Pastor Profile: Wendell Oldham • Lewis Metropolitan CME
Q: When you moved here two years ago to take over as pastor, what were the challenges?
A: The biggest was indebtedness. I had not been used to that level of debt in a church. Also, the school—the church had a public charter school—as I got here the public charter school floundered, failed and closed its doors. We had to respond quickly within a month to find another charter school to replace it—and we did. We only missed one month without a school here. The concern was for the teachers and students because it was a sudden and unexpected failure that was traumatic for the students. With my background as a corporate executive, I was usually hired to turn around operations, so when I’m faced with a challenge I just do what needs to be done.
Q: How have things changed over the last two years?
A: We still have a ways to go. Most church people have church down good, but in matters of spiritual development, biblical knowledge, that’s where I find churches have not had the kind of focus people need. I’m a firm believer that the word of God gives us a plan and instructions for our lives. But if you haven’t availed yourself to study it, you’re going on a plan where you’ve picked up a little bit here and there out of the world and decided how to live your life.
Q: How do you differentiate the problem when people who have church down well don’t look like they need much help?
A: The reality of it here is our transition from traditional preaching— with what some denominations call “the hoop” at the end—to teaching on Sundays. That’s a real transition for a lot of members.
One older, very wise, respected older member of our church said, “Pastor, we have been preached to for many years but we’re ignorant.” So each Sunday I teach from PowerPoint and there is an interactive handout. As I’m preaching, the answers are coming up and the scripture is already on the page for you. After we finish the sermon, you fill in the blanks. The sheet then becomes a study guide.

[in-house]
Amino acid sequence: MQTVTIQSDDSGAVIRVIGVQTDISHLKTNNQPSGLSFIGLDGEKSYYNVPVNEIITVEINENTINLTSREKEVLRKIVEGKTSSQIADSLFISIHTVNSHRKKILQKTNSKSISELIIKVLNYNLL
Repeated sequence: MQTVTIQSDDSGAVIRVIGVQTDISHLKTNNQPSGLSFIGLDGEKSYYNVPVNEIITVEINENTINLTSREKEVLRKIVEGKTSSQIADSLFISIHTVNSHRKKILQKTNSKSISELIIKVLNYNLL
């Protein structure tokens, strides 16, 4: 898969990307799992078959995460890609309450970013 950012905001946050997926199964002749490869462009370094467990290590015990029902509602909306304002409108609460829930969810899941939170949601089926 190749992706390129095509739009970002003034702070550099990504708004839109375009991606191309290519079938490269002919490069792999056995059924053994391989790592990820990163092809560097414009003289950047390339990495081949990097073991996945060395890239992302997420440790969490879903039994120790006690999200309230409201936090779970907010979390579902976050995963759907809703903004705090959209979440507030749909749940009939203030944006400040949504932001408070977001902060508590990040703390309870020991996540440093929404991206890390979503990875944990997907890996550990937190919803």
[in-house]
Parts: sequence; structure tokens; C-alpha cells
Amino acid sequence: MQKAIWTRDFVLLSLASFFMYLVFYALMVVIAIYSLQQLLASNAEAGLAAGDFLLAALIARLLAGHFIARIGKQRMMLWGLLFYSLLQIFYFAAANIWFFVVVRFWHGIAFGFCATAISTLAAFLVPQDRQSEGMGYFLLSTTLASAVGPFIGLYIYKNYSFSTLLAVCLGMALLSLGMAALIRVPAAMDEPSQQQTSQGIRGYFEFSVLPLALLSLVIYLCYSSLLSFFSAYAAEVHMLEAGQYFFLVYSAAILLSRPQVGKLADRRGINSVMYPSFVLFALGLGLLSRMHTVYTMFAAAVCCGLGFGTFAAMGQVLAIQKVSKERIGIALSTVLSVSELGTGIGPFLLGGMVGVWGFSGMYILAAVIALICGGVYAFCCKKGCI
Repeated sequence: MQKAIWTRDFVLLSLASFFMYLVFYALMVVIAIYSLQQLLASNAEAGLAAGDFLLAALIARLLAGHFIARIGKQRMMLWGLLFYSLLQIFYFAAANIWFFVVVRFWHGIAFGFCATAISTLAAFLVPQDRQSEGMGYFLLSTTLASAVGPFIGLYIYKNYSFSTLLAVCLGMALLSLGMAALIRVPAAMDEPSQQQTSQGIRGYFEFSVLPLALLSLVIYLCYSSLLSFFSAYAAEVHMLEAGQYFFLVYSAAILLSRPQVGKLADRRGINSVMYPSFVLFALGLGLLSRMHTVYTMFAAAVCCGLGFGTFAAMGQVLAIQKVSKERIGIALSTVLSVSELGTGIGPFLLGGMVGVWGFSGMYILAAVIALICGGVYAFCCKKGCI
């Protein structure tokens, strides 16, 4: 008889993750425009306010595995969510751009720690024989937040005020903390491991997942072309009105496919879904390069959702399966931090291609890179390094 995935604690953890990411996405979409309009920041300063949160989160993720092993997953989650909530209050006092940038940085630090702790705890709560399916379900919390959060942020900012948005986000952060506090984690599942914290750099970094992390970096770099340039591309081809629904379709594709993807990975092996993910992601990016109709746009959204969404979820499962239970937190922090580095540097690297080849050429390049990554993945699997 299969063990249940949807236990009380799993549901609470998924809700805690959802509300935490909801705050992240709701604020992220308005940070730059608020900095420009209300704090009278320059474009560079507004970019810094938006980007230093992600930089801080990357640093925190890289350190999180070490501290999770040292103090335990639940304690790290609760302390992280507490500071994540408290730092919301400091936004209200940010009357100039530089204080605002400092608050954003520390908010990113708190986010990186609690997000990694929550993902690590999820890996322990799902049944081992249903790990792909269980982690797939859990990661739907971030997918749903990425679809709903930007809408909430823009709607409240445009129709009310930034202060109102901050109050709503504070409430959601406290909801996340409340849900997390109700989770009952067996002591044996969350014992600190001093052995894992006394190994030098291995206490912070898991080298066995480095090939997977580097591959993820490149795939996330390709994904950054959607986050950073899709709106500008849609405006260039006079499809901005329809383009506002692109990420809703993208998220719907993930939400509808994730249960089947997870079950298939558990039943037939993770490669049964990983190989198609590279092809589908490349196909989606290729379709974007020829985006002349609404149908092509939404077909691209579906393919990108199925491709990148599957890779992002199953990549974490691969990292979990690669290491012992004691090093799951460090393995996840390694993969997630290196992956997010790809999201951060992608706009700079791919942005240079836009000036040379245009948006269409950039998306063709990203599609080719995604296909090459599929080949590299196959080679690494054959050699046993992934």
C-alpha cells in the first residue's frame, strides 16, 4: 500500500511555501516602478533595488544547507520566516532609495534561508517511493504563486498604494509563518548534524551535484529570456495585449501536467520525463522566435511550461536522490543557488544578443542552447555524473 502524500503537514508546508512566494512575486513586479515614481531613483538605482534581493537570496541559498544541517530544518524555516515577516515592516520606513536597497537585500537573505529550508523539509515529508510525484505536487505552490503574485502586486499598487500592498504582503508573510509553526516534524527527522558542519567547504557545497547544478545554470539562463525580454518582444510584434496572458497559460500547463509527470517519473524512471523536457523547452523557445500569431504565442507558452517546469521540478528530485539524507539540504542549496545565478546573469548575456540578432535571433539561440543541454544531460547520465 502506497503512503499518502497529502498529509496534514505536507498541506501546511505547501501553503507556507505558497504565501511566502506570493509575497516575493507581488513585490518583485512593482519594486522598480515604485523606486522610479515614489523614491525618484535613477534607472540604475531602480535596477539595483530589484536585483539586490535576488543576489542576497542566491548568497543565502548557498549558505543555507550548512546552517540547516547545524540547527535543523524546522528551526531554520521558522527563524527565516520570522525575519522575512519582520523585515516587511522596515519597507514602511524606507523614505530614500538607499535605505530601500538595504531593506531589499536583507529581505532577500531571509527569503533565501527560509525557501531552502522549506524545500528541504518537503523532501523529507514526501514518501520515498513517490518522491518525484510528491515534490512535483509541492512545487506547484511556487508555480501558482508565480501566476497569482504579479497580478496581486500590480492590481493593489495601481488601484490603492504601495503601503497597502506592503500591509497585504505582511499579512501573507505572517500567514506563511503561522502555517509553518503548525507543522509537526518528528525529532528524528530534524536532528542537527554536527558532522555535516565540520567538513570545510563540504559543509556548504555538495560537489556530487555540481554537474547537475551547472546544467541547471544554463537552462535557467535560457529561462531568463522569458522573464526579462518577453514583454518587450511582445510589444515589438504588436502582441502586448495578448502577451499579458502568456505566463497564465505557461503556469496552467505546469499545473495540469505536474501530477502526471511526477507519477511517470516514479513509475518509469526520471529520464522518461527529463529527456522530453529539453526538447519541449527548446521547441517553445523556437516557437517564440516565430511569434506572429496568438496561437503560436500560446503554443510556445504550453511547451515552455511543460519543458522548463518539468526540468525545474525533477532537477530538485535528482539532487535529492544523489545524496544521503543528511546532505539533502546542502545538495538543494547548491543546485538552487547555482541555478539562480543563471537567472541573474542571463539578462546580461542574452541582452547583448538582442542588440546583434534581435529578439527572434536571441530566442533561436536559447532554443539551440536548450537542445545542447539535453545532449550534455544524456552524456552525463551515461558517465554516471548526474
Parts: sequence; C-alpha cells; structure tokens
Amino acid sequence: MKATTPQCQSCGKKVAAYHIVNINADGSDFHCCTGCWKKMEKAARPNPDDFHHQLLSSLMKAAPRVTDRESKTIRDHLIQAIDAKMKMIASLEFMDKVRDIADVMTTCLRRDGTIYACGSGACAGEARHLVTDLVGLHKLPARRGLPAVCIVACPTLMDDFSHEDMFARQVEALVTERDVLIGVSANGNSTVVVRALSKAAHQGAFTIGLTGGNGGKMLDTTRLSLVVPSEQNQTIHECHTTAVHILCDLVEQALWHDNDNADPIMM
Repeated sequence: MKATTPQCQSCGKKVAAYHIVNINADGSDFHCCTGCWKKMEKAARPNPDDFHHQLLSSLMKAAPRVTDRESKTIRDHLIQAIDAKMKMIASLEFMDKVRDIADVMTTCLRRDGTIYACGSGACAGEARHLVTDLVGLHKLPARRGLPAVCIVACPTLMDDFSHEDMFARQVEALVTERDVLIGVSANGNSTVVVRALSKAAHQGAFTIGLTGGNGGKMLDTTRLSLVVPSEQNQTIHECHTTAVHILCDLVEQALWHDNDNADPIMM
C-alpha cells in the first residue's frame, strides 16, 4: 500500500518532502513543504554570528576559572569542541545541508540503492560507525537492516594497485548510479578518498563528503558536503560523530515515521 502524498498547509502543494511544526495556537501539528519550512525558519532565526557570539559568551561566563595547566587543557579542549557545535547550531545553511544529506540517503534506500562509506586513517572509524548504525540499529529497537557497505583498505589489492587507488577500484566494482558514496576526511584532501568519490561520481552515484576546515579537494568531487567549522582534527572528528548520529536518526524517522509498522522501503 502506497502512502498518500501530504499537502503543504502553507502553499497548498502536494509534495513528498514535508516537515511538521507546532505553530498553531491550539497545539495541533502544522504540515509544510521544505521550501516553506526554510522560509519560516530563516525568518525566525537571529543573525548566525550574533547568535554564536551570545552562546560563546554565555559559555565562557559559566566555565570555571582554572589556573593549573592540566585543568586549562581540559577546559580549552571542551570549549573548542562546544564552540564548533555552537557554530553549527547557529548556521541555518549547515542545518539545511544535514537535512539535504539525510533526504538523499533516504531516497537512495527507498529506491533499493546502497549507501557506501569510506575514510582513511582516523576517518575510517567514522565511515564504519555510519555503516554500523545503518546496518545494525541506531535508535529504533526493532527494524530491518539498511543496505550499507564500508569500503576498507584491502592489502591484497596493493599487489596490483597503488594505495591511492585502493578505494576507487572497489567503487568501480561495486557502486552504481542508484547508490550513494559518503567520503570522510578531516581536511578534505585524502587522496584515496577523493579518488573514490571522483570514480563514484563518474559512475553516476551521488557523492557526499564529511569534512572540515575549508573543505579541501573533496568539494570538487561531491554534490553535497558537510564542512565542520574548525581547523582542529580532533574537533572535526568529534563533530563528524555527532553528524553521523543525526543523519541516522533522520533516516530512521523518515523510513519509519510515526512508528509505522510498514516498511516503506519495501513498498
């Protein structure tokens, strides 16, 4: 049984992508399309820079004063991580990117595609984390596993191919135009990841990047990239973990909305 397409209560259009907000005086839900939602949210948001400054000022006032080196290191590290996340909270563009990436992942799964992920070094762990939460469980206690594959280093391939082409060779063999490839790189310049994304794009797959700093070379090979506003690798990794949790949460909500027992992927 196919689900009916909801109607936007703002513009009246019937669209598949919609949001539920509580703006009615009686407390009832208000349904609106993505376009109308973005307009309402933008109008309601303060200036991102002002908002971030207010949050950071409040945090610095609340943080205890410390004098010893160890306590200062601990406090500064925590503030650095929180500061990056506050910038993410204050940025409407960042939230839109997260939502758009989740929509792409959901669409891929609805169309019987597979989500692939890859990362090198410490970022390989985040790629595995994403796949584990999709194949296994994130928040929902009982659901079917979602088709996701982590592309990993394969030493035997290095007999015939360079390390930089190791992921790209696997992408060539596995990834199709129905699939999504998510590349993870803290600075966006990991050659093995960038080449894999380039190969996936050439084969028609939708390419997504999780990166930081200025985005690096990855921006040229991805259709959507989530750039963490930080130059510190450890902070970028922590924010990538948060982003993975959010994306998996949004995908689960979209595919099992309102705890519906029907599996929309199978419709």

Q: And the response has been…
A: Very good. I’ve had a couple people say, “Can you just preach every once in awhile?” And I say, “Well, when I get asked to preach at other churches, my role is to inspire, but my responsibility to you is to teach you because Paul had told the people I will not have you ignorant.”
I’ve heard people say so many times ‘that was a great sermon’ and if someone asked what he preached on, they’ll say, I don’t know, but it was good.” So they leave all revved up, but without much Biblical knowledge.
Q: How do you know your hard work is paying off?
A: When I hear the testimonies. I had a group of older women in their seventies and eighties tell me they’d learned more here than their whole life in church and how it’s changed their relationship with their children and increased their patience.
Q: What drew you to the ministry?
A: I was 38. I was doing well at our world headquarters at Case Manufacturing (a division of Tenneco that makes farming equipment), flying in corporate jets and limousines wherever I traveled. My next move was Vice President, but the Lord reminded me of a conversation we had when I was 16 and first called to preach. At the time I had been very directed and focused on drafting and later engineering. Before I finished high school, General Motors looked at my drawings and hired me. I went on to become an engineer, manufacturing manager, and later, a plant manager.
So God said, ‘I’ve given you these years to do what you want, now it’s for you to give me what I called you for.’
I went to three different preachers to make sure and all three said the same thing: that I was indeed called. So I went to my wife and told her ‘this lifestyle you’re living is about to change because I’m going to be a preacher.’
She turned to me and said, “I knew 10 years ago, I was just waiting for you.” I turned in my resignation, we moved back to my hometown and I started in ministry.
Q: What are the unique challenges of being a pastor in L.A.?
A: This being Hollywood, we have celebrities on TV and in front of us so much that we want a celebrity pastor.
That’s not what God has called me to be. I don’t have what some preachers call the “it” factor, that charismatic factor that just wows people, but when I listen there’s not a lot of substance.
Church has become a source of entertainment. You have the celebrity preacher, the physical environment you want and the best singers and musicians. All you have to do is sit down and observe.
So yours isn’t the church to go to if one wants to be entertained?
No, you’ll be blessed, but you won’t be entertained.